It would be an extremely dangerous practice for courts to ‘assume’ that an accused person does not want to be legally represented. On the contrary, the court must be satisfied that the accused person’s choice to undertake his defence is indeed an informed decision.

(My emphasis)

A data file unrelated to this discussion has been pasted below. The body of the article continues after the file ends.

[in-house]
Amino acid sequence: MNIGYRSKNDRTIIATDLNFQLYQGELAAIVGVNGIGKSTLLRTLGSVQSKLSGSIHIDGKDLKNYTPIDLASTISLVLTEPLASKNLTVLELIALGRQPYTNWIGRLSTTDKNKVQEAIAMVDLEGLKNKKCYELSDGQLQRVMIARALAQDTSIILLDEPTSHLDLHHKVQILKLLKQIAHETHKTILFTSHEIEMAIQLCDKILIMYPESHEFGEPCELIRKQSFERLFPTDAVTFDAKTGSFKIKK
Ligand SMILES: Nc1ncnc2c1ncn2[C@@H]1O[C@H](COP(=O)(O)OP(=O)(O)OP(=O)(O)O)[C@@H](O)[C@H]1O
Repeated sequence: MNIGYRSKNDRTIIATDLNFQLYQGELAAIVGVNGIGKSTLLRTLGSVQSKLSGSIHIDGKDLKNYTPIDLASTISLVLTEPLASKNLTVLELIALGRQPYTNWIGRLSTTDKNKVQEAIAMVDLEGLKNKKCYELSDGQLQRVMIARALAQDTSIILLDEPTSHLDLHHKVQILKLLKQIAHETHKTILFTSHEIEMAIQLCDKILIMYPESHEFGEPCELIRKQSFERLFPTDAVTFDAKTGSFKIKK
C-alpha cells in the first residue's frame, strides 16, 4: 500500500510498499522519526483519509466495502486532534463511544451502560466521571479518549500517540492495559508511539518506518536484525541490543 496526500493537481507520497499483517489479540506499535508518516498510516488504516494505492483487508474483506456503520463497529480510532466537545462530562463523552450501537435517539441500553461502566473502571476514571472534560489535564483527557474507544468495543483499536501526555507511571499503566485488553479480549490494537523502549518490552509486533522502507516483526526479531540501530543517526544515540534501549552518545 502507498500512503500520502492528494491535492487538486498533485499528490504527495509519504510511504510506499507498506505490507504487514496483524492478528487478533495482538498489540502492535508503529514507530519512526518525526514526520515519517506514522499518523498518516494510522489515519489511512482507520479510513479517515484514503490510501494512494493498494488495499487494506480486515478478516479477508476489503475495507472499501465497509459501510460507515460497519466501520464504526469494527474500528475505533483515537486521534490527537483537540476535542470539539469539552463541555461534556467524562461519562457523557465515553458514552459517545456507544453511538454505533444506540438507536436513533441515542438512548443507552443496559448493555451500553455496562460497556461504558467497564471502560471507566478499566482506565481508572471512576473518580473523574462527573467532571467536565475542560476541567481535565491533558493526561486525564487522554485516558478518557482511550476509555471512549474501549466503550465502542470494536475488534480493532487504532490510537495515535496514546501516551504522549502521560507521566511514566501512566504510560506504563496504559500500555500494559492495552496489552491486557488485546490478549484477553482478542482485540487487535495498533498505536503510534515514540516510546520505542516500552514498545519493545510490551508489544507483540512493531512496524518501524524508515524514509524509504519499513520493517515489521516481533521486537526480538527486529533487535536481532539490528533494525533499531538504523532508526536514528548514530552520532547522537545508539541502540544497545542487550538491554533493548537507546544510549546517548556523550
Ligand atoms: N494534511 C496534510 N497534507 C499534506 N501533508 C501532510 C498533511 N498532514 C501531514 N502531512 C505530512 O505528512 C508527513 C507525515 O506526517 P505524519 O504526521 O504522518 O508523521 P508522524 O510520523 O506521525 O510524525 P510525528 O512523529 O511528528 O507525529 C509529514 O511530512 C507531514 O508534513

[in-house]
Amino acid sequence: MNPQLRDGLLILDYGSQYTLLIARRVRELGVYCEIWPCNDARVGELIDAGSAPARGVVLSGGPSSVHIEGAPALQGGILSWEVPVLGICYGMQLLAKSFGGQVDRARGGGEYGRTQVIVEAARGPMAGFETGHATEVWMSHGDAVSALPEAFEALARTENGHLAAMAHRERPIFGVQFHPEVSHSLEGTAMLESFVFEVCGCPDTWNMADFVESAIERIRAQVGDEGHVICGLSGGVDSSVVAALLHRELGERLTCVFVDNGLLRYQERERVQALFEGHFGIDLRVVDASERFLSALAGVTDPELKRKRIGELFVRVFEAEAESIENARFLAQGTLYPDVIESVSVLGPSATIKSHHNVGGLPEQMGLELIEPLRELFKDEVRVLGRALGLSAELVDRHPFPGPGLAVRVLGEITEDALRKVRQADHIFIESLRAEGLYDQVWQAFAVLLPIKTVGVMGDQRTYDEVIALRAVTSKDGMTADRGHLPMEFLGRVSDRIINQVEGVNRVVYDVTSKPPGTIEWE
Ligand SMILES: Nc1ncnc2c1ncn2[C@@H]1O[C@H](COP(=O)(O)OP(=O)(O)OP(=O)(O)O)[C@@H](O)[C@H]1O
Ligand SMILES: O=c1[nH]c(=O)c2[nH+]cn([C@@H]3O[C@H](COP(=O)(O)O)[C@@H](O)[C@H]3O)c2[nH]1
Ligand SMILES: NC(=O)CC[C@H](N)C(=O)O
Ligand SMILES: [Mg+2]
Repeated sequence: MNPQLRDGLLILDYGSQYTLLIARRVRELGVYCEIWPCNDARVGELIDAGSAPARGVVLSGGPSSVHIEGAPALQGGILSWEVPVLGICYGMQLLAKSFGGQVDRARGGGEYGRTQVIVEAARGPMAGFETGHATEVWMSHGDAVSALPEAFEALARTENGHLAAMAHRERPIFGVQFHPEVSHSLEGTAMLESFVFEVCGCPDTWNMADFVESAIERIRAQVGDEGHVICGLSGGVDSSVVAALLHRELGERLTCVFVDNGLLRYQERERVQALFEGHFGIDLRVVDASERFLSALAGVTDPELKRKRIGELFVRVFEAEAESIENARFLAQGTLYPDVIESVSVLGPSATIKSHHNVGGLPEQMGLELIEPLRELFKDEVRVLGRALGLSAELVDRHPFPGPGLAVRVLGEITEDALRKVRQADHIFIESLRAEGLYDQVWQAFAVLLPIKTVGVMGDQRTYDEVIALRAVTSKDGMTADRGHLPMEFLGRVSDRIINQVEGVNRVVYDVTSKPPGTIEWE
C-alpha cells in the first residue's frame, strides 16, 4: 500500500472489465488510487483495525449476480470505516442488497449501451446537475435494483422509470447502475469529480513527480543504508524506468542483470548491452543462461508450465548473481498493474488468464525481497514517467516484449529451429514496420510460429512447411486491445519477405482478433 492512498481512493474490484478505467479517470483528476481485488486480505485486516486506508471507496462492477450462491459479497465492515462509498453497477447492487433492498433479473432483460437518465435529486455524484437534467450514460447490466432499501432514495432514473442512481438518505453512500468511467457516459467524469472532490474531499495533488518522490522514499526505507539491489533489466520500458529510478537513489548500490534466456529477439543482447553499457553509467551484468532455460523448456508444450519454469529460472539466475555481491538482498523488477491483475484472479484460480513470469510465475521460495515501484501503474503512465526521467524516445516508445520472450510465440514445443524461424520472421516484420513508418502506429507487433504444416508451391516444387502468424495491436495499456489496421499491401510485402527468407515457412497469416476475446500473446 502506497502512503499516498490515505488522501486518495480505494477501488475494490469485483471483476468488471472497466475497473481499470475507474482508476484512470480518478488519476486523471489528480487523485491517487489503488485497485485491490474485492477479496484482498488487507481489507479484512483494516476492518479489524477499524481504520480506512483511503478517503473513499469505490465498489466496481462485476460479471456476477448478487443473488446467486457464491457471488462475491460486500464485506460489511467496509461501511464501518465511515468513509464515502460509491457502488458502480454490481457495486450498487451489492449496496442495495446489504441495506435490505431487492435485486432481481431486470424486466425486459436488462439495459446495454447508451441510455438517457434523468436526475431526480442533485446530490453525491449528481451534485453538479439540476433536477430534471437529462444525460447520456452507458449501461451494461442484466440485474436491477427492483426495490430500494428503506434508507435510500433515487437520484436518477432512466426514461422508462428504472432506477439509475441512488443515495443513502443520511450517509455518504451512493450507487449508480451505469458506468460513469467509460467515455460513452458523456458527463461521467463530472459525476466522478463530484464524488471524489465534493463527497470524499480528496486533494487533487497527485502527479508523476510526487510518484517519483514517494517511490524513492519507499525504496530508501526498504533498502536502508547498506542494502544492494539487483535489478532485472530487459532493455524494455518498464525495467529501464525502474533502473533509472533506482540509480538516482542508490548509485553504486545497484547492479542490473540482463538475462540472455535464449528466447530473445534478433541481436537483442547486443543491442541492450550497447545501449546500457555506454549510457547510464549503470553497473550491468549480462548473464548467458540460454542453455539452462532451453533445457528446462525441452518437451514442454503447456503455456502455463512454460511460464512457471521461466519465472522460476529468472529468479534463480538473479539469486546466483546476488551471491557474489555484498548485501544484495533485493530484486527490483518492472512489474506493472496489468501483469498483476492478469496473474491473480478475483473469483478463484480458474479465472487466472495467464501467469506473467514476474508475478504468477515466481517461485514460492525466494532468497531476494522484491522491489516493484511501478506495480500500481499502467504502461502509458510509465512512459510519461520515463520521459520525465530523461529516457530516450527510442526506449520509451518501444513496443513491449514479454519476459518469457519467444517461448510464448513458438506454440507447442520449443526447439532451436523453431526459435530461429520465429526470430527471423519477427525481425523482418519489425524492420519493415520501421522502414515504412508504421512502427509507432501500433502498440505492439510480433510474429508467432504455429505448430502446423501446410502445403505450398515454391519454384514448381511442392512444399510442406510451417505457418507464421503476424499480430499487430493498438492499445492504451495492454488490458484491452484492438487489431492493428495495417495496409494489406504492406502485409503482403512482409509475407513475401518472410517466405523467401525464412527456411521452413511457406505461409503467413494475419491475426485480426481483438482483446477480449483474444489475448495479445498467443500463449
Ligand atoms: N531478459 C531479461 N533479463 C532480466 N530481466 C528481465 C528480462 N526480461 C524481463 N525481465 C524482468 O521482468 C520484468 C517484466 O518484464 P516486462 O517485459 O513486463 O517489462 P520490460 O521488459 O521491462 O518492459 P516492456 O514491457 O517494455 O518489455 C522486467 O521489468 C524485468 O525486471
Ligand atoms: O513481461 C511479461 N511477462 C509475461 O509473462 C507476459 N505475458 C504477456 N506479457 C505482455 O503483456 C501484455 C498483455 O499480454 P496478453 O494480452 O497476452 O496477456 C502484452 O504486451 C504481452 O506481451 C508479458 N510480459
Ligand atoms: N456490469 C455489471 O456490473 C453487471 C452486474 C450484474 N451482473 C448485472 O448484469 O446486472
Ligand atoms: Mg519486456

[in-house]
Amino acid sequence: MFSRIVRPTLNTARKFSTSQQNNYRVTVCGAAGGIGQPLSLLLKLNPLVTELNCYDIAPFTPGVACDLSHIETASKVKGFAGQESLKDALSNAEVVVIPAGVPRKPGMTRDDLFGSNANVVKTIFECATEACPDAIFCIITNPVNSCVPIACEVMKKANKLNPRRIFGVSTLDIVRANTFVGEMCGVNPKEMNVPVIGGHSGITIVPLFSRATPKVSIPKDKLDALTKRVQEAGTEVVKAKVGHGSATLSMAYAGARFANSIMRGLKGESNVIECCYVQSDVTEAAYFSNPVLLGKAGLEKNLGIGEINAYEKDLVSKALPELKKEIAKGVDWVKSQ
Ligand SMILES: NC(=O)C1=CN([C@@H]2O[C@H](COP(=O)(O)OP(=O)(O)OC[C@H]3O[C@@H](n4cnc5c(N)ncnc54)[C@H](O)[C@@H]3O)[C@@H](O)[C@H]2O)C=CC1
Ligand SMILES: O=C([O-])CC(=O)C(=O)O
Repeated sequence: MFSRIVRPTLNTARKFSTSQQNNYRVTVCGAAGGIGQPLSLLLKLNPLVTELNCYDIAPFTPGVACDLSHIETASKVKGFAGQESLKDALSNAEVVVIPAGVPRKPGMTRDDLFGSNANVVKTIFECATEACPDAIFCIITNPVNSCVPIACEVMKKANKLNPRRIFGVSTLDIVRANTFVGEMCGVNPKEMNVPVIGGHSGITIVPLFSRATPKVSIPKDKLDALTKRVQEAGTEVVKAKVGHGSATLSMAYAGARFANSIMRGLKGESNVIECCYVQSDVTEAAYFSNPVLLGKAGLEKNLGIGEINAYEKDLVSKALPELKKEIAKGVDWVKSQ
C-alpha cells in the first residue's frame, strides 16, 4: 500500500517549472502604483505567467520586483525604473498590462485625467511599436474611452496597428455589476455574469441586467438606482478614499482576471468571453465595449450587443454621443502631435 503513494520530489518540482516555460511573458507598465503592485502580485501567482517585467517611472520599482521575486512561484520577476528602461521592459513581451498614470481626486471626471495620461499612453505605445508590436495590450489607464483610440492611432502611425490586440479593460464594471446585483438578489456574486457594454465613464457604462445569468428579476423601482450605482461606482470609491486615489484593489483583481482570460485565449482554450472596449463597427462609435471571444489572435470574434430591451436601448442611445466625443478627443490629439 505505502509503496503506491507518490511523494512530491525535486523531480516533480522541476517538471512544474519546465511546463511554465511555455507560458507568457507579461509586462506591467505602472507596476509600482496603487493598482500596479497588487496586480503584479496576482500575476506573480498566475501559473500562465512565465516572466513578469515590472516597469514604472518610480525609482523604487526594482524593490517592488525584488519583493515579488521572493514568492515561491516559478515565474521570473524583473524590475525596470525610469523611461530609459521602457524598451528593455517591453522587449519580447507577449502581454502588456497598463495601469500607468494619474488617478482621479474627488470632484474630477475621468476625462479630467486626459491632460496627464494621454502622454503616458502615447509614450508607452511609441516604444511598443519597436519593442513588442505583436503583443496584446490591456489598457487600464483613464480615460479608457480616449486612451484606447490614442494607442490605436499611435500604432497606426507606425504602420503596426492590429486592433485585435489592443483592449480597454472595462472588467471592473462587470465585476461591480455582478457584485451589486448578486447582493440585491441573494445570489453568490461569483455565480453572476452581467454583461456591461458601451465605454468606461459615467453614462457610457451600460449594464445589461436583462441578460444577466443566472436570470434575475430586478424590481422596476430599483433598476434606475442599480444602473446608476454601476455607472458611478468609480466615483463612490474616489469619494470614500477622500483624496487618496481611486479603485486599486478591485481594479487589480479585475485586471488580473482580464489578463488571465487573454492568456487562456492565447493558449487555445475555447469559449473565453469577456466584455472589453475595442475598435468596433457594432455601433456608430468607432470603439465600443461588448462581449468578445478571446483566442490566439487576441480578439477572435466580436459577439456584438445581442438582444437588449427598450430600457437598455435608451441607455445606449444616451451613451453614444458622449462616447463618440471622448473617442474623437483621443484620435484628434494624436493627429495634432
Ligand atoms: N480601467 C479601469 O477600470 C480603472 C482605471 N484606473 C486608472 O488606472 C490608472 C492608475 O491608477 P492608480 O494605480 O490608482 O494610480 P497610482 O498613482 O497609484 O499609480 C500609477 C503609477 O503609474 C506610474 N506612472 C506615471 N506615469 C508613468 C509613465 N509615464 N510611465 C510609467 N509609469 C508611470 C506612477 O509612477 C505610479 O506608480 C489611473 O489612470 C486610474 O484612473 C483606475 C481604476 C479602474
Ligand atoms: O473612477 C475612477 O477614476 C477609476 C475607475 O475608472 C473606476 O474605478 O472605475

One would have expected of the Court to satisfy itself that the Appellant’s decision to defend himself was an informed decision and to at least seek to understand why the Appellant was not, within the period of 18 days over which the matter was postponed, able to enlist services of a legal representative of his choice. Instead, the Court was indifferent. The Appellant’s uncle, who was sitting just outside the courtroom, should have been called to find out from him what progress, if any, had been made in trying to enlist services of counsel of the Appellant’s choice. If it were then to be clear that it would not be possible to engage a legal representative of the Appellant’s choice within a reasonable time, to then explore the Appellant’s willingness to be assisted by legal aid counsel. The need to look into the latter was even more pronounced since the Appellant had indicated at the commencement of the proceedings that he would be prepared to be represented by legal aid counsel. There was no indication whatsoever that the legal aid board would have been unwilling to make either Mr van Heerden or another legal representative available to represent the Appellant. The Appellant’s right to legal representation provided for in s 35(3)(f) and (g) of the Constitution of the Republic of South Africa Act 108 of 1996, was effectively denied to him. I turn now to consider the assistance which a presiding judicial officer is expected to give to an undefended accused person.